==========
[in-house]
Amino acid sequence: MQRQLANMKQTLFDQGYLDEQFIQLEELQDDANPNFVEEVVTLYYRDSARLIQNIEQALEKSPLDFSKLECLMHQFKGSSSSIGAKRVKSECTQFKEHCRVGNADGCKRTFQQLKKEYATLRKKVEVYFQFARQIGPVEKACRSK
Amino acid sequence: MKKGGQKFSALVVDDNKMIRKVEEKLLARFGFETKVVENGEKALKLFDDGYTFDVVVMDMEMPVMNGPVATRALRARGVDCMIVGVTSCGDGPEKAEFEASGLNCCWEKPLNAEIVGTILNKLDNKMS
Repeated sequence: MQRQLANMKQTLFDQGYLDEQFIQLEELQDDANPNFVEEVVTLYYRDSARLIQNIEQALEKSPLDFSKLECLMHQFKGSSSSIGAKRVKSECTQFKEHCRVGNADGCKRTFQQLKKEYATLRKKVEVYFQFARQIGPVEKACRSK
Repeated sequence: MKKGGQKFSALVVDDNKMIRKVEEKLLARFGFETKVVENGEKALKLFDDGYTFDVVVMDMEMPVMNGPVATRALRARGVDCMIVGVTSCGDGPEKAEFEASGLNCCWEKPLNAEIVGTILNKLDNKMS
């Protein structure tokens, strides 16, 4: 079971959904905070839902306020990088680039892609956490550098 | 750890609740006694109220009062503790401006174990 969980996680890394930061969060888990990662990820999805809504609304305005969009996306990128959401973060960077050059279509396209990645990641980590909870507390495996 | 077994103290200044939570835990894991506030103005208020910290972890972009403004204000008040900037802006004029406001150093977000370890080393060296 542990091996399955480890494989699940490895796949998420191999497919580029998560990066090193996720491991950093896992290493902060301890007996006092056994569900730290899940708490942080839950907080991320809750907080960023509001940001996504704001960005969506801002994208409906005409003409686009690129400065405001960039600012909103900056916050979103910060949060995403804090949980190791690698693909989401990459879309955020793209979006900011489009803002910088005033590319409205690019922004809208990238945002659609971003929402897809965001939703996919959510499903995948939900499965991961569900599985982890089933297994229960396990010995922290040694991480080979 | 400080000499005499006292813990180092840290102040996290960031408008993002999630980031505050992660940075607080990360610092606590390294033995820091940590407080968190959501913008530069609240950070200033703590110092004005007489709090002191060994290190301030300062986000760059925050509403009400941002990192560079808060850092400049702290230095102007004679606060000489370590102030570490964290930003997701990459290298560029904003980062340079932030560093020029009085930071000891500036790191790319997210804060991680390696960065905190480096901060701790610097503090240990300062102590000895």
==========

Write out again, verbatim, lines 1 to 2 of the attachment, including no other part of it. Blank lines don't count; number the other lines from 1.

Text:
[in-house]
Amino acid sequence: MQRQLANMKQTLFDQGYLDEQFIQLEELQDDANPNFVEEVVTLYYRDSARLIQNIEQALEKSPLDFSKLECLMHQFKGSSSSIGAKRVKSECTQFKEHCRVGNADGCKRTFQQLKKEYATLRKKVEVYFQFARQIGPVEKACRSK